"Renal cell carcinoma, a malignant tumor arising from the kidney, is one of the most difficult forms of cancer to detect and treat properly because it remains silent until disseminating to other organs," said Nam Hoon Cho, M.D., of the Department of Pathology at Yonsei University Health System in Seoul, Korea. "Furthermore, because imaging, which is high-cost, is seldom performed without any specific reasons, developing a blood-tumor biomarker is a great chance to detect the silent killer."
The new immunoassay developed by Cho and colleagues from Genomine Inc. measured the levels of three potential biomarkers for kidney cancer: nicotinamide N-methyltransferase (NNMT), L-plastin (LCP1) and nonmetastatic cells 1 protein (NM23A).
Using this assay, the researchers measured concentrations of NNMT, LCP1 and NM23A in 189 plasma samples from 102 healthy controls and patients with benign tumors and 87 patients with kidney cancer. Plasma levels indicated that all three biomarkers were highly elevated in patients with kidney cancer. For example, the median level of NNMT concentration in healthy controls was 68 pg/mL compared with 420 pg/mL for patients with kidney cancer.
Next, the researchers tested the ability of the immunoassay to distinguish plasma samples from healthy controls and patients with kidney cancer using the same 189 plasma samples already tested. The results indicated that the three-marker assay was highly accurate. When it correctly identified 90 percent of the samples from healthy controls, it also correctly identified 94.4 percent of the samples from patients with kidney cancer.
To validate the accuracy of the test, the researchers blind tested an additional 100 plasma samples from 73 healthy controls and 27 patients with kidney cancer. In this analysis, 67 of the samples from the 73 healthy controls and all of the samples from patients with kidney cancer were classified correctly.
"If this biomarker is truly valid and accurate to detect renal cell carcinoma, a number of patients with renal cell carcinoma could potentially be saved through early diagnosis," Cho said.
Cho and colleagues hope that this biomarker will soon be commercially available. They are currently working toward approval by the U.S. Food and Drug Administration.Follow the AACR on Twitter: @aacr
Jeremy Moore | EurekAlert!
Rainbow colors reveal cell history: Uncovering β-cell heterogeneity
22.09.2017 | DFG-Forschungszentrum für Regenerative Therapien TU Dresden
The pyrenoid is a carbon-fixing liquid droplet
22.09.2017 | Max-Planck-Institut für Biochemie
Plants and algae use the enzyme Rubisco to fix carbon dioxide, removing it from the atmosphere and converting it into biomass. Algae have figured out a way to increase the efficiency of carbon fixation. They gather most of their Rubisco into a ball-shaped microcompartment called the pyrenoid, which they flood with a high local concentration of carbon dioxide. A team of scientists at Princeton University, the Carnegie Institution for Science, Stanford University and the Max Plank Institute of Biochemistry have unravelled the mysteries of how the pyrenoid is assembled. These insights can help to engineer crops that remove more carbon dioxide from the atmosphere while producing more food.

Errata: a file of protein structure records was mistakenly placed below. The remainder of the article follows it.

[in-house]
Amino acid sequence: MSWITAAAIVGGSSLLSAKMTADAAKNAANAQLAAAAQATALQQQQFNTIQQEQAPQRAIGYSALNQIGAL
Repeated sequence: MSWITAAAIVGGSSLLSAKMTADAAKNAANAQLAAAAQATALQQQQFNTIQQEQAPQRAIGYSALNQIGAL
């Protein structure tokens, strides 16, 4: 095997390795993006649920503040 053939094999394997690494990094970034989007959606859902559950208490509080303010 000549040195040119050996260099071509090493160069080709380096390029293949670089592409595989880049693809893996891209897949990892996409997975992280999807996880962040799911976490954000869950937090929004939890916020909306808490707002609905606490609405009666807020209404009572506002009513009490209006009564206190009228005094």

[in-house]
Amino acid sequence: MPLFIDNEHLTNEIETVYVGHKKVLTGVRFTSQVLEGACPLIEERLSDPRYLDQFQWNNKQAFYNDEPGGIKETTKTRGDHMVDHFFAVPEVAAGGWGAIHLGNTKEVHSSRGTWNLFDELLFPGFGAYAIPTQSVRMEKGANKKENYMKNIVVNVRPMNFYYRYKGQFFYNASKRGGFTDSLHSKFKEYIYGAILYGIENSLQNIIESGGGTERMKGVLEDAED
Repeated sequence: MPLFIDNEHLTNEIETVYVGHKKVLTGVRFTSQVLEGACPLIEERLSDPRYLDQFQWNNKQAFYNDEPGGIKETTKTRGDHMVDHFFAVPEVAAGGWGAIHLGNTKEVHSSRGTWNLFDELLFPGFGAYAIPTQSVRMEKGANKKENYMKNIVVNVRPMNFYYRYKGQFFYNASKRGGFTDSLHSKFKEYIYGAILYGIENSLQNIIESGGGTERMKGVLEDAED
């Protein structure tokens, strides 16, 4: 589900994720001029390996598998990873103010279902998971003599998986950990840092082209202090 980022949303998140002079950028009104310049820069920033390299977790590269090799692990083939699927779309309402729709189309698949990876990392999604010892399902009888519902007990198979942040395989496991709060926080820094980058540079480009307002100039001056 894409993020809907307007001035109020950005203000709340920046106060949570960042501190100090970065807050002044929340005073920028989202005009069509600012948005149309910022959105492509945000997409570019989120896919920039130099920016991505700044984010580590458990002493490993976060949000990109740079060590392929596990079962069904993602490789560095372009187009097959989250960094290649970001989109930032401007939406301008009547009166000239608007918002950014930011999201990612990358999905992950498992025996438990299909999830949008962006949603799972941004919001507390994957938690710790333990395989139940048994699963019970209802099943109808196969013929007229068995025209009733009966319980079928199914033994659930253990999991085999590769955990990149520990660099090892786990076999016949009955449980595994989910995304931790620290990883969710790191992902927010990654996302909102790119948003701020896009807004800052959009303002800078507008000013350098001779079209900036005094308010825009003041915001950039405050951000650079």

A warming planet
Our brains house extremely complex neuronal circuits, whose detailed structures are still largely unknown. This is especially true for the so-called cerebral cortex of mammals, where among other things vision, thoughts or spatial orientation are being computed. Here the rules by which nerve cells are connected to each other are only partly understood. A team of scientists around Moritz Helmstaedter at the Frankfiurt Max Planck Institute for Brain Research and Helene Schmidt (Humboldt University in Berlin) have now discovered a surprisingly precise nerve cell connectivity pattern in the part of the cerebral cortex that is responsible for orienting the individual animal or human in space.
The researchers report online in Nature (Schmidt et al., 2017. Axonal synapse sorting in medial entorhinal cortex, DOI: 10.1038/nature24005) that synapses in...
Whispering gallery mode (WGM) resonators are used to make tiny micro-lasers, sensors, switches, routers and other devices. These tiny structures rely on a...
Using ultrafast flashes of laser and x-ray radiation, scientists at the Max Planck Institute of Quantum Optics (Garching, Germany) took snapshots of the briefest electron motion inside a solid material to date. The electron motion lasted only 750 billionths of the billionth of a second before it fainted, setting a new record of human capability to capture ultrafast processes inside solids!
When x-rays shine onto solid materials or large molecules, an electron is pushed away from its original place near the nucleus of the atom, leaving a hole...
For the first time, physicists have successfully imaged spiral magnetic ordering in a multiferroic material. These materials are considered highly promising candidates for future data storage media. The researchers were able to prove their findings using unique quantum sensors that were developed at Basel University and that can analyze electromagnetic fields on the nanometer scale. The results – obtained by scientists from the University of Basel’s Department of Physics, the Swiss Nanoscience Institute, the University of Montpellier and several laboratories from University Paris-Saclay – were recently published in the journal Nature.
Multiferroics are materials that simultaneously react to electric and magnetic fields. These two properties are rarely found together, and their combined...
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